Cecily nodded, doing her best to look enthusiastic. “That’s a wonderful idea, Phoebe,” she said valiantly.

Madeline muttered something under her breath that was mercifully inaudible.

“Yes, I thought so.” Phoebe preened for a second or two. “In any case, Mr. McPherson kindly offered to assist me in teaching the girls the steps. He’s also offered to play the bagpipes for the rehearsals. So much better than asking Lydia to play the piano. I’m not certain she’d be able to play the Scottish tunes.”

“I’m not certain that Lydia knows how to play any tune all the way through,” Madeline said, earning a frown of reproof from Cecily.

“That is most kind of Mr. McPherson.” Cecily scribbled a few notes, then dipped the pen into the inkwell. “But will he have time to manage all that work? I understand the pipers will be rehearsing for the contest in the church hall.”

“Yes, they are.” Phoebe nodded, sending the roses on her hat trembling for their safety. “We will be rehearsing in the village hall. But Alec … Mr. McPherson has assured me he will be able to fit everything in. He told me it will be extra practice for him. He seems quite determined to win that contest.”

“Alec?”

Cecily sighed. She might have known Madeline wouldn’t
let that reference pass without comment. The slender woman leaned forward, her expressive eyes gleaming with mischief.

“Why, Phoebe dear, don’t tell me you have acquired a possible suitor? He is certainly a fast worker. On intimate terms, are we? Using Christian names already?”

Phoebe’s cheeks took on a rosy hue. “Mr. McPherson treats me with the utmost respect. I warned him that he might have taken on a formidable task in teaching my girls the steps in such a short space of time, and he suggested that we use our first names to present a united front, so to speak. There are times when my ladies are inclined to disregard my instructions.”

Madeline nodded slowly, looking pleased at the prospect of taking Phoebe down a peg or two.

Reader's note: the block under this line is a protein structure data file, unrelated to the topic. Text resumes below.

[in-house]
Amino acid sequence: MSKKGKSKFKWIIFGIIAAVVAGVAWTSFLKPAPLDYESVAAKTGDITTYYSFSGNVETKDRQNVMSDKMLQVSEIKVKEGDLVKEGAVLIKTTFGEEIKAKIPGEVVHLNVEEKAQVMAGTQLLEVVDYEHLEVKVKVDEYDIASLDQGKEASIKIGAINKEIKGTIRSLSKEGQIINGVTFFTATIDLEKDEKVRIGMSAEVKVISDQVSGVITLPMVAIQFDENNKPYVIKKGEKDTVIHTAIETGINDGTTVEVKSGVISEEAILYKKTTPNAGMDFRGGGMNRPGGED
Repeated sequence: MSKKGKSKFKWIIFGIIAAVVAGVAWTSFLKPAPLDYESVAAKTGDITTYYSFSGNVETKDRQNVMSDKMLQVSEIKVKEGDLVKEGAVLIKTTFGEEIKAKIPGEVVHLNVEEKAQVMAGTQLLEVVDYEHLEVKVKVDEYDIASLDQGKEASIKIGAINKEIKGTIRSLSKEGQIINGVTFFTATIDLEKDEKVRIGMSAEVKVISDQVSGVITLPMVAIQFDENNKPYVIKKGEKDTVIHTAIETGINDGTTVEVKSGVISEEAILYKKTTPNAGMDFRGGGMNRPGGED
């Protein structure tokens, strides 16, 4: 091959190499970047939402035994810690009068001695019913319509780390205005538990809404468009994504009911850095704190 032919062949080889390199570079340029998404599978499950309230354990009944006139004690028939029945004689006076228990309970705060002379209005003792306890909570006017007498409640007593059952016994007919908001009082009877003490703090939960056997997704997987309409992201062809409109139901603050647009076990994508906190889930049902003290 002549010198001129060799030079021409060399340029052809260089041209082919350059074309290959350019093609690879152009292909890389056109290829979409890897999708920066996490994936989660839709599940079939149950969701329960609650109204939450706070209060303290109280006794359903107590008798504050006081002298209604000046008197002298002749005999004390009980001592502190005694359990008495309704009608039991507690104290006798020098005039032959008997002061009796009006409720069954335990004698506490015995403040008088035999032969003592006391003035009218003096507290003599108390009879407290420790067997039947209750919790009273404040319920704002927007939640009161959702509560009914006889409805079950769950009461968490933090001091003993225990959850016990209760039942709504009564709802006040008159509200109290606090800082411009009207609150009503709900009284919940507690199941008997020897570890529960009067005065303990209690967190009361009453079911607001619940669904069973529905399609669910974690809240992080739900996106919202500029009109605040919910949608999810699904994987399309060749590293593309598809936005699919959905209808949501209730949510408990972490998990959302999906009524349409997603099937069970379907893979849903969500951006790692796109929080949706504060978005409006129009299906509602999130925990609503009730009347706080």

Cecily closed her eyes for a brief moment. Sometimes she wondered if these meetings were really worth the time spent on them. If she didn’t know that deep down Madeline and Phoebe had a real affection for each other, she’d suggest meeting them separately.

If she did that, however, she’d no doubt offend the two of them, and hurt them dreadfully. Cecily had a feeling that the two of them actually enjoyed sparring in this inelegant manner.

“So,” Madeline was saying in her low, melodic voice, “Alec is helping you teach your young ladies to perform two of Scotland’s most famous dances. I wonder if he truly knows what he is facing.”

Phoebe sniffed. “As I said, I explained the inadequacies of my troupe. They do try, however, and that’s the important thing.”

“Well, my dear, I have only one thing to say.” Madeline yawned, stretching her arms above her head and managing to look like a beautiful, sultry cat. “If you want to keep your sanity, beware of any man who wears a skirt.”

Even Cecily had to hide a smile at that.

Phoebe straightened her back with a loud huff of breath.
“I can assure you, Madeline, that there are some men in this world to be trusted. For your information, in order to take part in the contest, every man has to have an impeccable background. They don’t allow just anybody to audition for Sandringham, you know.”

“I’m sure they don’t,” Madeline purred, looking unimpressed.

“Why, just yesterday, Alec … Mr. McPherson was kind enough to miss his second day of practice in order to give the first dancing lesson. I thought that was terribly gallant of him.”

BOOK: 7 Pay the Piper